TOKYO: Japanese Prime Minister Shinzo Abe picked two veteran lawmakers with friendly ties to China for top party posts yesterday in an apparent signal of hope for a thaw in chilly ties with Beijing and a summit with Chinese leader Xi Jinping.
The change in executives in Abe’s Liberal Democratic Party (LDP) is part of a broad leadership rejig, including a cabinet reshuffle, aimed at strengthening party unity and polishing Abe’s image 20 months after he surged back to office.
In a move welcomed by Tokyo stock market players, Abe drafted Yasuhisa Shiozaki, 63, a proponent of an overhaul of Japan’s Government Pension Investment Fund (GPIF), to head the ministry of labour, health and welfare.
The fund is finalising plans to boost the weighting of domestic stocks in its portfolio. Abe, however, has retained core cabinet members such as Chief Cabinet Secretary Yoshihide Suga, Finance Minister Taro Aso, 73, Economics Minister Akira Amari, 65, and Foreign Minister Fumio Kishida, 57, signalling policy continuity.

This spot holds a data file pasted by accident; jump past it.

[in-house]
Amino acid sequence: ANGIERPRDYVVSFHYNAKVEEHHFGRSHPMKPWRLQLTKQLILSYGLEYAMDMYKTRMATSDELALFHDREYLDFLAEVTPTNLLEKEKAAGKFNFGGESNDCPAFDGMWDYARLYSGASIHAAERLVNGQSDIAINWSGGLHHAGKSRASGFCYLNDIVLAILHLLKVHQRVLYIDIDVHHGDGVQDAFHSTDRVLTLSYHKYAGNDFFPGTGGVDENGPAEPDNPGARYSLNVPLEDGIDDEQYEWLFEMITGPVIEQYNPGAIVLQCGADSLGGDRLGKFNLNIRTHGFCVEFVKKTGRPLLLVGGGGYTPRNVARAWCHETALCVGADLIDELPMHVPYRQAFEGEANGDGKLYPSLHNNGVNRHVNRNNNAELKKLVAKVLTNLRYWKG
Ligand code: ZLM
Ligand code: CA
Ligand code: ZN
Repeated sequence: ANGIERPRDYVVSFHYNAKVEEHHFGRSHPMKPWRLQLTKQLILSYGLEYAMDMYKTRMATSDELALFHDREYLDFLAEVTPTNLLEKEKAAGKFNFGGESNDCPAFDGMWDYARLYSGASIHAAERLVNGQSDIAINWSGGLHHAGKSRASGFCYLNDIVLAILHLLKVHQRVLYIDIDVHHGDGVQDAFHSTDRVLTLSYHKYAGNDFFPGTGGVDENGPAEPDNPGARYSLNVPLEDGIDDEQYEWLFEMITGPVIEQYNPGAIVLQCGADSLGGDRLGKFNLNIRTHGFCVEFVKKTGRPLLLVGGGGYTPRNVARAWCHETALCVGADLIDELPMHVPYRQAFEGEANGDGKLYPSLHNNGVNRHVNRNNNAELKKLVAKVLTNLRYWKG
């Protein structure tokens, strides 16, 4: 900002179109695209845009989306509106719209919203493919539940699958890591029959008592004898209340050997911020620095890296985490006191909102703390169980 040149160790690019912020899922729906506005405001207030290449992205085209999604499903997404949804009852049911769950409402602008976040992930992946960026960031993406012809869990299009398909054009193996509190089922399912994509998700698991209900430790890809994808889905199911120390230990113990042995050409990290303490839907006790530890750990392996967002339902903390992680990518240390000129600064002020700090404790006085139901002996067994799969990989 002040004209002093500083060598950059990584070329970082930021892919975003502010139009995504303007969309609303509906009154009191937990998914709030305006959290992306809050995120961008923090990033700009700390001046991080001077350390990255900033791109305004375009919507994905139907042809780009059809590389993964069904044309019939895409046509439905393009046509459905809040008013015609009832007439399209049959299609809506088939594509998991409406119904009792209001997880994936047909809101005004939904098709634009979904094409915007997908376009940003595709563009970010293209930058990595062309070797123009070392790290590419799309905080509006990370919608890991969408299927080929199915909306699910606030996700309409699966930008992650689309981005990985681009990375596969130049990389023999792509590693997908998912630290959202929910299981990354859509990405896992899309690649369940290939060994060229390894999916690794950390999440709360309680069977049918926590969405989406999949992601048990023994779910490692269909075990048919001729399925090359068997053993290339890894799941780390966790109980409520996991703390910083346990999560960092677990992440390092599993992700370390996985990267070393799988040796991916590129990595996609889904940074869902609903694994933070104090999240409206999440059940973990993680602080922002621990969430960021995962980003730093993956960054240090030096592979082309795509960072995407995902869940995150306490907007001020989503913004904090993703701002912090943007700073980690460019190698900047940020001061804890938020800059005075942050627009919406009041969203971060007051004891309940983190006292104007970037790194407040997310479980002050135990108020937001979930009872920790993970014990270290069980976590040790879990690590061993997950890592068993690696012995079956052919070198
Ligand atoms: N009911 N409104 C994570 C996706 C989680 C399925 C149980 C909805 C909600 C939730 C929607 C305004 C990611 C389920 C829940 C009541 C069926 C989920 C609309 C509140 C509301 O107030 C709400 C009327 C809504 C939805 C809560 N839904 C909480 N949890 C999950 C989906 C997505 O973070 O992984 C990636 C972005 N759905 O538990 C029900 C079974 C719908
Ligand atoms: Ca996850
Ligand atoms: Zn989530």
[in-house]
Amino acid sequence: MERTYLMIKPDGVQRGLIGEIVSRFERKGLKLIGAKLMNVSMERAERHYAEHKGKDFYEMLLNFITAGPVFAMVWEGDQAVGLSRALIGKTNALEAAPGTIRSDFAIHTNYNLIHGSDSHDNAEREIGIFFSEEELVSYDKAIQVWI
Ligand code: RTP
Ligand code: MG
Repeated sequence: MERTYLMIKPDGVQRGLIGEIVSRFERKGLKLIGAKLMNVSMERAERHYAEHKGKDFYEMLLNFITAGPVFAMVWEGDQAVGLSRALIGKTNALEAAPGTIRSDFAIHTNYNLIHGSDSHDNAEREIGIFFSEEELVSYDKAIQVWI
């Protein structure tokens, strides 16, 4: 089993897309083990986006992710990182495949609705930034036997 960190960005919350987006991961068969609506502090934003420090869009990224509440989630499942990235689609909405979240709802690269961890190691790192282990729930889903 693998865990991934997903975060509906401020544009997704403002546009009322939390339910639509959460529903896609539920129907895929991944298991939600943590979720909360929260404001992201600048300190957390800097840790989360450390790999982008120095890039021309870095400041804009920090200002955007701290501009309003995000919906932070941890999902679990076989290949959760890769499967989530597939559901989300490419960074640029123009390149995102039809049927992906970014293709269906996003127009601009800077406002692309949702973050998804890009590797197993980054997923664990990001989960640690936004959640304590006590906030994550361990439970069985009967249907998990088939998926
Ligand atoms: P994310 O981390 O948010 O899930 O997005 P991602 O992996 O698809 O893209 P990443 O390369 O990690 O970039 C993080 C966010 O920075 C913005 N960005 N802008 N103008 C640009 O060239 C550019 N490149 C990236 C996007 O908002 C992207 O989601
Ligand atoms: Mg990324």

Abe’s new line-up faces a number of challenges, including how to repair ties with China that have been frayed by rows over disputed territory and Japan’s wartime history, and whether to go ahead with a planned sales tax rise next year despite signs the economy is faltering.
In a bid for party unity, the hawkish Abe tapped outgoing Justice Minister Sadakazu Tanigaki, his predecessor as LDP leader, for the key party post of secretary-general, the LDP’s de facto election campaign chief.